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im looking for good ideas/resources/implementations for the following scenario

A MVC website at http://mywebsite.com

A Webapi REST service at http://myapi.com

IMPORTANT -- Please notice the separate domains/Applications..

A user logs in at the website and data is fetched from the API via JSONP/CORS

Obviously i dont want the user to authenticate on the webapi using basic authentication. But the API is also exposed to Android/IOS apps, so i need the basic auth

I've thought about returning a token from the MVC site and then writing a DelegatingHandler at the webapi site to authenticate using that token, but i would like some inputs, or perhaps even better solutions

I made a pretty diagram just for the occation:


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What's your question? The token solution sounds fine. –  Dante is not a Geek Dec 10 '12 at 7:20
A user logs in at the website and data is fetched from the API via AJAX - how does this happen if the WebAPI is on a different domain? –  Darin Dimitrov Dec 10 '12 at 7:25
@DanteisnotaGeek The question is: "but i would like some inputs, or perhaps even better solutions" –  Lars Nielsen Dec 10 '12 at 7:30
@DarinDimitrov I dont follow you. The problem is authentication between the apps, which the question is about. –  Lars Nielsen Dec 10 '12 at 7:34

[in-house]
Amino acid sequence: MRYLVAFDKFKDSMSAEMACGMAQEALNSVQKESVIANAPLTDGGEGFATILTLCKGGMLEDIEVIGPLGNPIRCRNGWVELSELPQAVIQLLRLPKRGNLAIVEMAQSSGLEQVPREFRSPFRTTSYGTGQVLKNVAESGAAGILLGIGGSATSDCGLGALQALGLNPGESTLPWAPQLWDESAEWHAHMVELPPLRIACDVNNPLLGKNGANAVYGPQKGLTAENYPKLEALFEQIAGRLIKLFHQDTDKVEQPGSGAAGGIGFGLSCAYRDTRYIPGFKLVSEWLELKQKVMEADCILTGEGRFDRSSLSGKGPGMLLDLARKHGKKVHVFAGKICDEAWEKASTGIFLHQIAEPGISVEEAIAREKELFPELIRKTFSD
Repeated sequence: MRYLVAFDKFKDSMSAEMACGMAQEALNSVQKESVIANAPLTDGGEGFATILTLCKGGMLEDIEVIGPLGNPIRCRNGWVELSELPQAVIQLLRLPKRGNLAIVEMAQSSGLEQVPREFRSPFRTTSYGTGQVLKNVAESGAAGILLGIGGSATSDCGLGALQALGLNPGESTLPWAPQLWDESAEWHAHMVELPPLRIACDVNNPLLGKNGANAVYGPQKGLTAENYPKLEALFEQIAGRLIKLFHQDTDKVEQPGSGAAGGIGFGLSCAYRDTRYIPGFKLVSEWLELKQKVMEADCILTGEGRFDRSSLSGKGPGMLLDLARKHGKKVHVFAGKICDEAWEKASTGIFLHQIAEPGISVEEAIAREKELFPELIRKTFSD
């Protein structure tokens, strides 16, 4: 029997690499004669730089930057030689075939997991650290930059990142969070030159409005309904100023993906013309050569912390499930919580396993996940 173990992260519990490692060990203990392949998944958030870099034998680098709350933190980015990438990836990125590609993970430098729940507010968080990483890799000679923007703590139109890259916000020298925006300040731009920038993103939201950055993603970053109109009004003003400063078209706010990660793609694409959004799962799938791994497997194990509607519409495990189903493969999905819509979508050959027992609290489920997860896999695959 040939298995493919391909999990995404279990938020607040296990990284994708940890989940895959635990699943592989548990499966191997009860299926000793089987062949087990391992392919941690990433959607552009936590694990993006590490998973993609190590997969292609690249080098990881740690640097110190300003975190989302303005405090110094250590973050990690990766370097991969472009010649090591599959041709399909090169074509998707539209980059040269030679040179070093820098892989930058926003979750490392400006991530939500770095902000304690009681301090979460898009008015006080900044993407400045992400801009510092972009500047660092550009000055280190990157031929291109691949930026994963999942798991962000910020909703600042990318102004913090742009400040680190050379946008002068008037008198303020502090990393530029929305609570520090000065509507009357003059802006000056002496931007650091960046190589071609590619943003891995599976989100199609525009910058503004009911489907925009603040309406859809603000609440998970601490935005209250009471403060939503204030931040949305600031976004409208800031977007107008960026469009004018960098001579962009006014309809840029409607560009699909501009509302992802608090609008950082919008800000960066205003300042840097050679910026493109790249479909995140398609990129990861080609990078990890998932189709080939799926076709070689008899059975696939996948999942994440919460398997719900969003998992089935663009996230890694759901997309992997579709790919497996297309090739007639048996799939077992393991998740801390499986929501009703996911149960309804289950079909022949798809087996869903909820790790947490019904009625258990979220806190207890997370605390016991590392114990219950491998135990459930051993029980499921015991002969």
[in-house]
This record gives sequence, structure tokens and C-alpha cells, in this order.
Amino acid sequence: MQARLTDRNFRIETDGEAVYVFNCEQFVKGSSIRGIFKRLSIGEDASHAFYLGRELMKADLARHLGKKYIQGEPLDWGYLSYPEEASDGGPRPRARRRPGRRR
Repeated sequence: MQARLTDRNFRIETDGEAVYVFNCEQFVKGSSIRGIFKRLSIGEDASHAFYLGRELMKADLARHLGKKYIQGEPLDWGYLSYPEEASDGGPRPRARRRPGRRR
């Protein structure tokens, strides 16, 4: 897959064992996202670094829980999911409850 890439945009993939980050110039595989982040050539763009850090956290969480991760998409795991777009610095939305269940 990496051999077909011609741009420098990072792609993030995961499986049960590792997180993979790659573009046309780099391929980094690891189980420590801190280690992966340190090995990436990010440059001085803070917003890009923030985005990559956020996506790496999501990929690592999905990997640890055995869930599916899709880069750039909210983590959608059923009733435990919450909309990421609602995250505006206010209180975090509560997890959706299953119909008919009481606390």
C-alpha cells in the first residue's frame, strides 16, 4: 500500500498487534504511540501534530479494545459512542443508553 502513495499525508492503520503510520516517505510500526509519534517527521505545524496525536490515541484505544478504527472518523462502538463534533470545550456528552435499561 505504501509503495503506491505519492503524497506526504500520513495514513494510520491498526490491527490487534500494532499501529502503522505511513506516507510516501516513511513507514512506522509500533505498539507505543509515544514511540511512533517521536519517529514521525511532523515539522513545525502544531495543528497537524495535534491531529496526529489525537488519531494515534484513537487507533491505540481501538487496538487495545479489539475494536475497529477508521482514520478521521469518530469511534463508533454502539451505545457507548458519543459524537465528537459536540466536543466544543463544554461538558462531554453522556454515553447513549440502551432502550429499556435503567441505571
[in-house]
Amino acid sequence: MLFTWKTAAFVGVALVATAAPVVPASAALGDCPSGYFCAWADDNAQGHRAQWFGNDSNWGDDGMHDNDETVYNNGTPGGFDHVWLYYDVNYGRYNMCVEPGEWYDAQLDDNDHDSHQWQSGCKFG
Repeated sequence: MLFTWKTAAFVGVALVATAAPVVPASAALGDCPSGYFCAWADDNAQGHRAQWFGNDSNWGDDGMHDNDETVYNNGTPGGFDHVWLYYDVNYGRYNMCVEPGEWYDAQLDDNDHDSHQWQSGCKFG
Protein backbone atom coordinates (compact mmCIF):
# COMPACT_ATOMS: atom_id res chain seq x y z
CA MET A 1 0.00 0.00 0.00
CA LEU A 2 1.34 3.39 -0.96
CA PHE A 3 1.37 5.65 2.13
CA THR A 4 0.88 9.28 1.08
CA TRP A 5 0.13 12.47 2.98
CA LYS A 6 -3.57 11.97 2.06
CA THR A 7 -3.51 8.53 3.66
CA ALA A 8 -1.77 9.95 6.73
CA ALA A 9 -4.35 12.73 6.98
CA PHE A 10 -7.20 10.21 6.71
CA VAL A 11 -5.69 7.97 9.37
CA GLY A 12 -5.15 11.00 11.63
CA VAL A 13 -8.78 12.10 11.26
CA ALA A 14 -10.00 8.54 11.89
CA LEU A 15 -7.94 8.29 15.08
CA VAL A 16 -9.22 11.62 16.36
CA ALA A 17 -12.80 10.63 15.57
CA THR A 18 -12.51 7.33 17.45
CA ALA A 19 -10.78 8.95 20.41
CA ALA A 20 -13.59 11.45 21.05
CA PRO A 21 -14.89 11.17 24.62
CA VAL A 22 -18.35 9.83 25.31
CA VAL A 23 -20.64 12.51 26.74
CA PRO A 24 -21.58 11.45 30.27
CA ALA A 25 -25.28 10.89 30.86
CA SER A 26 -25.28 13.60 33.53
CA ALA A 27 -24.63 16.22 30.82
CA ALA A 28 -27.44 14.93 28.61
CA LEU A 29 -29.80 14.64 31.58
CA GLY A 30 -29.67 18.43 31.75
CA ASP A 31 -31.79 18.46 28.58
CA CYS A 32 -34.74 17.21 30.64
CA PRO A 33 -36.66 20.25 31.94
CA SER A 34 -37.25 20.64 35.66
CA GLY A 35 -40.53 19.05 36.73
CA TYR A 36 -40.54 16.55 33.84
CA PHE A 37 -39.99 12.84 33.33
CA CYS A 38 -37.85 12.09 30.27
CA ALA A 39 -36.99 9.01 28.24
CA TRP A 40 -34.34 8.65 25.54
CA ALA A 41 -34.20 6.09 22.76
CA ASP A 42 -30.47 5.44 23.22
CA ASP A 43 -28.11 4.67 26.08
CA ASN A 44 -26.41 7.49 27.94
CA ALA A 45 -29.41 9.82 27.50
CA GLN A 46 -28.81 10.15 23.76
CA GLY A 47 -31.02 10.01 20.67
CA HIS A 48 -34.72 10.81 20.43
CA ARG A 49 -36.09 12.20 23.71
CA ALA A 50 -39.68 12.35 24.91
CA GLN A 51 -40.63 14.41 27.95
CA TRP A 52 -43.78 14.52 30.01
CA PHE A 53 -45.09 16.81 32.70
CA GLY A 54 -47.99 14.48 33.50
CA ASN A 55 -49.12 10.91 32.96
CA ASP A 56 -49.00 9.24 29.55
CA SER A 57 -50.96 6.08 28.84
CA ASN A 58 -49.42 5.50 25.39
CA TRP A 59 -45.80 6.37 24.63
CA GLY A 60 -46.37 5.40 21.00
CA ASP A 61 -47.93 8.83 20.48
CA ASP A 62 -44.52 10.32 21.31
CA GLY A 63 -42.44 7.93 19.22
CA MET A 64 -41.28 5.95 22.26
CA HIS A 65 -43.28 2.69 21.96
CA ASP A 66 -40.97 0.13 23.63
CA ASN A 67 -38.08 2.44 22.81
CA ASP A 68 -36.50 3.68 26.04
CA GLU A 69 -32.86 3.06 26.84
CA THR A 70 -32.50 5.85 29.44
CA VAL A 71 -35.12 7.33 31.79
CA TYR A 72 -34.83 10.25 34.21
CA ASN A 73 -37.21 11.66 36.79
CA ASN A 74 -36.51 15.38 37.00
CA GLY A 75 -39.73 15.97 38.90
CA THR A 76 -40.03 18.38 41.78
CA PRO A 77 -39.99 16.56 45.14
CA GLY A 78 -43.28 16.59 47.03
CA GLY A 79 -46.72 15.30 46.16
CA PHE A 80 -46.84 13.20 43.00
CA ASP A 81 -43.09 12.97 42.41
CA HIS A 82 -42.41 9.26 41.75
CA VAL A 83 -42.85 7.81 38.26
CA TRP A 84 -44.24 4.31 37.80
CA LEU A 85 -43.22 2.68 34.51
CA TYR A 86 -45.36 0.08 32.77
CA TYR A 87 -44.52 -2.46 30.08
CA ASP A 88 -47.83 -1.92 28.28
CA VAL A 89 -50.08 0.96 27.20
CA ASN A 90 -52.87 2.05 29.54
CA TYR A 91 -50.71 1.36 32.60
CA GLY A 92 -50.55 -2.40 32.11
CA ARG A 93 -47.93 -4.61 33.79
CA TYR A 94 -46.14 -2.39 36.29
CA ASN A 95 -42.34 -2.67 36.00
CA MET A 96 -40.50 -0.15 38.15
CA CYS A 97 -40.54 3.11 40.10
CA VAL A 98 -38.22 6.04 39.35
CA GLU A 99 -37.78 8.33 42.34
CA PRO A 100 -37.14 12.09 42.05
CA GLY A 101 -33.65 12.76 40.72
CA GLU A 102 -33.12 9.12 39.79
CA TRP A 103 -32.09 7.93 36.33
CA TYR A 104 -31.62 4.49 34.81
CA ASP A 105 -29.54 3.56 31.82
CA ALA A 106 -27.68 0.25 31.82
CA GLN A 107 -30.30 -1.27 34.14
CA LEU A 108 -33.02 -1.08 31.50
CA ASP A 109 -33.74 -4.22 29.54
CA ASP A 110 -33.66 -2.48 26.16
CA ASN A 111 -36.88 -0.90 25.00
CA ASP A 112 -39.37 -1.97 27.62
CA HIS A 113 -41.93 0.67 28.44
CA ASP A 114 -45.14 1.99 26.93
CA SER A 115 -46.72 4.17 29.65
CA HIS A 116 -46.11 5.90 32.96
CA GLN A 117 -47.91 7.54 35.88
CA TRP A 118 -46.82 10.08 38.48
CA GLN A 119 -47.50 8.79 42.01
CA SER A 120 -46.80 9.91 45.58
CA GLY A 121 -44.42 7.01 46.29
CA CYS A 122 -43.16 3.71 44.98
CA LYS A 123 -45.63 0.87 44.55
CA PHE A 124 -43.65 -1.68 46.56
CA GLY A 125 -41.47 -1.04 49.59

But @DarinDimitrov has a point. A cross domain AJAX request is not possible, with or without authentication. –  Wouter de Kort Dec 10 '12 at 7:37

2 Answers 2

up vote 9 down vote accepted

Although JSONP works also consider using CORS some examples of WebApi implementation here.

Consider following a standard (at least a draft) for your token rather than creating your own. Json Web Token (JWT) seem to be a good approach the specification here includes the format and determines the encryption or signing approach. There are libraries to support this kind of token such as the Thinkteckture Identity Model this article covers some of the usage of that library and the JWT. Google have a good dev guide here.

Disclaimer, only consider the above having read about some of the OAuth and JWT standardization criticisms.

If you did use a HTTP header, I am not sure you need a custom header (@Vipul) the "Authorization :" header is there for this kind of information.

If you are using a custom token, ensure it has an expiration date, consider using a nonce if you want to protect against replay attacks and sign or encrypt using a well known algorithm.

Agree with you that delegating handler is a good place to put token validation. An ActionFilter is called much later than necessary in the stack and the middle ground would be to implement System.Web.Http.AuthorizeAttribute.

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very nice answer Mark (+1), thanks for explaining the details. –  Vipul Dec 10 '12 at 17:27

token solution sounds good.

Get the authentication token from MVC application, you can send that token with each API request in some custom header. Create an ActionFilterAttribute and in OnActionExecuting you can verify the token and act accordingly.

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